Meet the man behind the gruelling 10K Wolf Run

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A farmer who diversified his business by creating an obstacle course is looking to expand his business after the tremendous success of his now annual events.

Before Charlie Moreton, the young farmer turned entrepreneur behind the Wolf Run, created his popular event he was due to take over the 600-acre family farm, the Welsh Road Farm, in Offchurch, near Leamington.

As wheat prices rose, Mr Moreton seized the opportunity to diversify for the sake of the farm and his own career.

After running a number of charity banger-car events on the farm and with the rise of obstacle-course racing and mud runs, which he had himself taken part in, Mr Moreton devised a business plan to create and run Warwickshire’s first wild-running event.

Wild running combines three types of off-road running, which includes mud runs, trail runs and obstacle runs and in 2011 the Wolf Run was born, which saw 650 runners taking part.

Mr Moreton said: “When I had the idea my family were surprised at the scale I wanted to make it and the nature of the event. It was quite a surprise at first that the event was successful. Obstacle-course racing throughout the UK has boomed and we were lucky that we started when we did.”

The Wolf Run is now a seasonal event and the family farm is now home to the spring and autumn runs with the summer and winter runs taking place at Stanford Hall in Leicestershire, which is eight miles from Rugby.

The weekend-long events now attract more than 9,000 runners and a further 4,500 supporters.

Mr Moreton has a team made up of five full-time staff and 250 part-time staff who help at the events.

The former farmer is looking to expand his business but his flagship obstacle course near Leamington could be jeopardised.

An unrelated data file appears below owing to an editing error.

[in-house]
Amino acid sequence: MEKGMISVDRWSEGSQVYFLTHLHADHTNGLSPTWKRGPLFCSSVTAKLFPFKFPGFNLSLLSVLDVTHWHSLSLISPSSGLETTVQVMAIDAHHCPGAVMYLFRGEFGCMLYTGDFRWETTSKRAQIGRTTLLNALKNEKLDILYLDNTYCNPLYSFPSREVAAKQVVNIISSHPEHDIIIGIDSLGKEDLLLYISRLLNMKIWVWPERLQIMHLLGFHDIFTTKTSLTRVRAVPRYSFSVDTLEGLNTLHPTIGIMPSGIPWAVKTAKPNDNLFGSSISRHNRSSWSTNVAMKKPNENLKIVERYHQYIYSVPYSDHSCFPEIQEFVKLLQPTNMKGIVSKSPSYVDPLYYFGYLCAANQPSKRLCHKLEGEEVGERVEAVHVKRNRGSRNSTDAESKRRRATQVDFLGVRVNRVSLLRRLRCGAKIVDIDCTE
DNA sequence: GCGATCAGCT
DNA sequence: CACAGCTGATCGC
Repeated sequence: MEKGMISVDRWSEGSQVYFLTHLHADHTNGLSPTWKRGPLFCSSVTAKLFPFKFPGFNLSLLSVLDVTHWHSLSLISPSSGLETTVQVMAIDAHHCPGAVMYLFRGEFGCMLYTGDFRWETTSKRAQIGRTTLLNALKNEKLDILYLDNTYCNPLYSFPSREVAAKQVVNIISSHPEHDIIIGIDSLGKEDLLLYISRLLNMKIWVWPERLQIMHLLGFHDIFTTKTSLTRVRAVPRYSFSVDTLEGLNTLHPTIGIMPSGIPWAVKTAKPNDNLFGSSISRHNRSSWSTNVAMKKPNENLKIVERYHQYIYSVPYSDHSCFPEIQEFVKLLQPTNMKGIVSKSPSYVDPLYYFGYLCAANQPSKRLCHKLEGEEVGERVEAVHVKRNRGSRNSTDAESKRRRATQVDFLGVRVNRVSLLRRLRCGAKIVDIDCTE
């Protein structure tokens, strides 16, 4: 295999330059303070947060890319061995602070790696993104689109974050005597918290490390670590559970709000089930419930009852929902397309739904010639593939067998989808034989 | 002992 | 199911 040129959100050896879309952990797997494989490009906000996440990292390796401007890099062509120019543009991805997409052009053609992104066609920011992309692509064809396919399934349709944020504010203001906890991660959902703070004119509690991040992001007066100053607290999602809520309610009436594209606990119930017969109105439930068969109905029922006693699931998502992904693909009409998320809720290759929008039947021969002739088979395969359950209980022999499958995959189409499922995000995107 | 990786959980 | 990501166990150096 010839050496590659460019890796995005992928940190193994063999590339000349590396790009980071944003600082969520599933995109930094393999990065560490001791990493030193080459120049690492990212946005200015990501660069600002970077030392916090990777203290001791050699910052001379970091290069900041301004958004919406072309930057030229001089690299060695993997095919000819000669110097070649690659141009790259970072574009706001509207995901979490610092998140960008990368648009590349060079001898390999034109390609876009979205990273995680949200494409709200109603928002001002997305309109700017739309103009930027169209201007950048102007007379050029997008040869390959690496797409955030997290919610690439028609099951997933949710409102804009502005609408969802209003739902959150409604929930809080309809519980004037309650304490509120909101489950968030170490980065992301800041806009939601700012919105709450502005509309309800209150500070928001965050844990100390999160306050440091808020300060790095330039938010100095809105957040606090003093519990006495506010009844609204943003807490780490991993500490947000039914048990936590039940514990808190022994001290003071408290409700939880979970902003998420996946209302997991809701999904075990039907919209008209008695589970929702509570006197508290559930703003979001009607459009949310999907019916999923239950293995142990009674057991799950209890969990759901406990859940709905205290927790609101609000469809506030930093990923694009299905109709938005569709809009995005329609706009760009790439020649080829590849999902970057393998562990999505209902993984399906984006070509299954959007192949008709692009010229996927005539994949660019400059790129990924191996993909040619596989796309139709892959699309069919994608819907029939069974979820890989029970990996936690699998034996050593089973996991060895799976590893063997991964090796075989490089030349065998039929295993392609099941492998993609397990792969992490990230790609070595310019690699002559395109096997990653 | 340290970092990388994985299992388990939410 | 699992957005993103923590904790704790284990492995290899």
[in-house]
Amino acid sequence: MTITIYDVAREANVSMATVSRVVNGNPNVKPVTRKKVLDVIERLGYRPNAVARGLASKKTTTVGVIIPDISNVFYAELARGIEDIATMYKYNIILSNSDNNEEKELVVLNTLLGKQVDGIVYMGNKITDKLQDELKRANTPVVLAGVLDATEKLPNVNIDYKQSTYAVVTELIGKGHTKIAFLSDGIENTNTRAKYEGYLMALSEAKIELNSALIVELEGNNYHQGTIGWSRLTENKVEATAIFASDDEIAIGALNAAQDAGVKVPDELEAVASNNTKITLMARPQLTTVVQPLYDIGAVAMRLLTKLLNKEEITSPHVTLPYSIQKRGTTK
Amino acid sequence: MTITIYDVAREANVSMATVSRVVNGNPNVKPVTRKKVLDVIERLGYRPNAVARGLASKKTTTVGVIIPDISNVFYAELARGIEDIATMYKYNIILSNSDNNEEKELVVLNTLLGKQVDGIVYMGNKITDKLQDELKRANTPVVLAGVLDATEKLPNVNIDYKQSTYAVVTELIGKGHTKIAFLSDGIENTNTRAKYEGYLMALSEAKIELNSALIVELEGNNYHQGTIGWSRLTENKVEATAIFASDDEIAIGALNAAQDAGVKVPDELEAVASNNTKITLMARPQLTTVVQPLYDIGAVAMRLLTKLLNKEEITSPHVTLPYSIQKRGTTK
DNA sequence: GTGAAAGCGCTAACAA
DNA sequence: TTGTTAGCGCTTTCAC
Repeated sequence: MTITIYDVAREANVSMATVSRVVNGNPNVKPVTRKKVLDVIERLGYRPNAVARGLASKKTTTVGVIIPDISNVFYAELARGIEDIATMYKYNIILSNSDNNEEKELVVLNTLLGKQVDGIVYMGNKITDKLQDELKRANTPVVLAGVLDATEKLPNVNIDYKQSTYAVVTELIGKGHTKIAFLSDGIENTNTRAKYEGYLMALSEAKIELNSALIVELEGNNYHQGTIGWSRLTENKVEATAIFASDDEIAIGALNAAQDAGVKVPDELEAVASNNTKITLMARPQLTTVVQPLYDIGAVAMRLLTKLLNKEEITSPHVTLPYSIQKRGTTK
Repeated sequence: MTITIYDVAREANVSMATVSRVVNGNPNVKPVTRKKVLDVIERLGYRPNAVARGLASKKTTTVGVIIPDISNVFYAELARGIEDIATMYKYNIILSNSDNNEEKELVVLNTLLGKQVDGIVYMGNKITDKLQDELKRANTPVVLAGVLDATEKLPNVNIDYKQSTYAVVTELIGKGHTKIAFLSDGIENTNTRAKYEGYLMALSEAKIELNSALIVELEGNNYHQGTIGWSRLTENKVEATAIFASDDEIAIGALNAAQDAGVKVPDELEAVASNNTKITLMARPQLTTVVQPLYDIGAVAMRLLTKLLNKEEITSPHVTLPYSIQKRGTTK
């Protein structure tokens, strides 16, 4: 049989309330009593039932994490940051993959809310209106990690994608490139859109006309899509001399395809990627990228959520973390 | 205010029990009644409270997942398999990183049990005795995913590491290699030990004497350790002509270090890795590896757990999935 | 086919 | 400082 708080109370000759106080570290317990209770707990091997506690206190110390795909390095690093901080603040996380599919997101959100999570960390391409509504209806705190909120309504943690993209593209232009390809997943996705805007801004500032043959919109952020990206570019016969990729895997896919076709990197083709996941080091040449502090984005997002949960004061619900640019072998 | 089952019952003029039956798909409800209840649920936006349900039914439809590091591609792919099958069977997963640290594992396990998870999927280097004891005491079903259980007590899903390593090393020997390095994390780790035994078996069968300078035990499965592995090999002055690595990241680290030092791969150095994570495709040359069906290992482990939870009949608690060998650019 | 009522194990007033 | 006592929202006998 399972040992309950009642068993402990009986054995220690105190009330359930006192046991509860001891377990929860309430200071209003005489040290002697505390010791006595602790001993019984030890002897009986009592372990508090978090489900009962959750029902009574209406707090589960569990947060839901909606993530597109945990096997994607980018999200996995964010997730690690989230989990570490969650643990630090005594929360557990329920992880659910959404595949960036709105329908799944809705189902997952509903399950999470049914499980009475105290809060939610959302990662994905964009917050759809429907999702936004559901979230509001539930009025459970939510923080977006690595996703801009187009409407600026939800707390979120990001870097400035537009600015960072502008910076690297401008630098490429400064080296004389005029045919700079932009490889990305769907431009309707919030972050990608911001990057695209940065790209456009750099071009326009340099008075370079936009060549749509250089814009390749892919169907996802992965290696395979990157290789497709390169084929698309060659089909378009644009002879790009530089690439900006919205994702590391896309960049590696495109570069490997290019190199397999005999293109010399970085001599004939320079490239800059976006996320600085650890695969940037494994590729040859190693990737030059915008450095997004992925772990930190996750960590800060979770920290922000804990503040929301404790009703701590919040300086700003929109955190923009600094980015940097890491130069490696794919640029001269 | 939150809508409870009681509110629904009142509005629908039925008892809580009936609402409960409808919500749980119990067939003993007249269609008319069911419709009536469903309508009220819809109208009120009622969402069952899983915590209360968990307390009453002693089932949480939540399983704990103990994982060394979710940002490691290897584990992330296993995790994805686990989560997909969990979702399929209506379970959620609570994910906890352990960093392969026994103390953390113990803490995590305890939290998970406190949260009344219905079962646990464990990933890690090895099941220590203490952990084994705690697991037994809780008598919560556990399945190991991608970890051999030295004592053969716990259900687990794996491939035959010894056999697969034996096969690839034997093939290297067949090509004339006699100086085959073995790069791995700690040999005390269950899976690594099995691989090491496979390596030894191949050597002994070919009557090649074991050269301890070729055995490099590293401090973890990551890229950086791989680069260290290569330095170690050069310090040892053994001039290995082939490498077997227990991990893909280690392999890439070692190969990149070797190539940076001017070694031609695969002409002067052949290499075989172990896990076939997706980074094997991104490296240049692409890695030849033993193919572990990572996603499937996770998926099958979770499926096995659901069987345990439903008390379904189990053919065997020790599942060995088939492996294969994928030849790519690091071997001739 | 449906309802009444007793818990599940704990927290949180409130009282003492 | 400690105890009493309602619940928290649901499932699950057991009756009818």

Mr Moreton said: “I am looking at expanding and I am considering other venues for the run in London, in the West Country and in Manchester.

“The plans for the high- speed train running through Warwickshire would cut the current course in half. But I would like to keep a venue here.

“My business is lucky to have runners from all over the country and from abroad. I would not want it to go away from where it all started and where my team are based and where most of the runners come from.”

Runners taking part in the 10K events individually or as a group and have to navigate the route which includes open ground, woodland, lakes, and thick mud, as well as obstacles.

The course construction takes up to one month to complete.

The Wolf Run creator is proud of how far his event has come in five years.

He said: “The event involves so many friends and family and I have met so many great people while doing it. When you see people achieve their goal coming across the finish line, when some people have not run 10k on a road let alone on an obstacle course, it really makes it worth while and rewarding.

“We have also helped to raise hundreds of thousands for charity when runners decide to take part to raise money for a chosen charity.”

The next event, the winter Wolf Run will be taking place on November 5 and November 6 at Stanford Hall.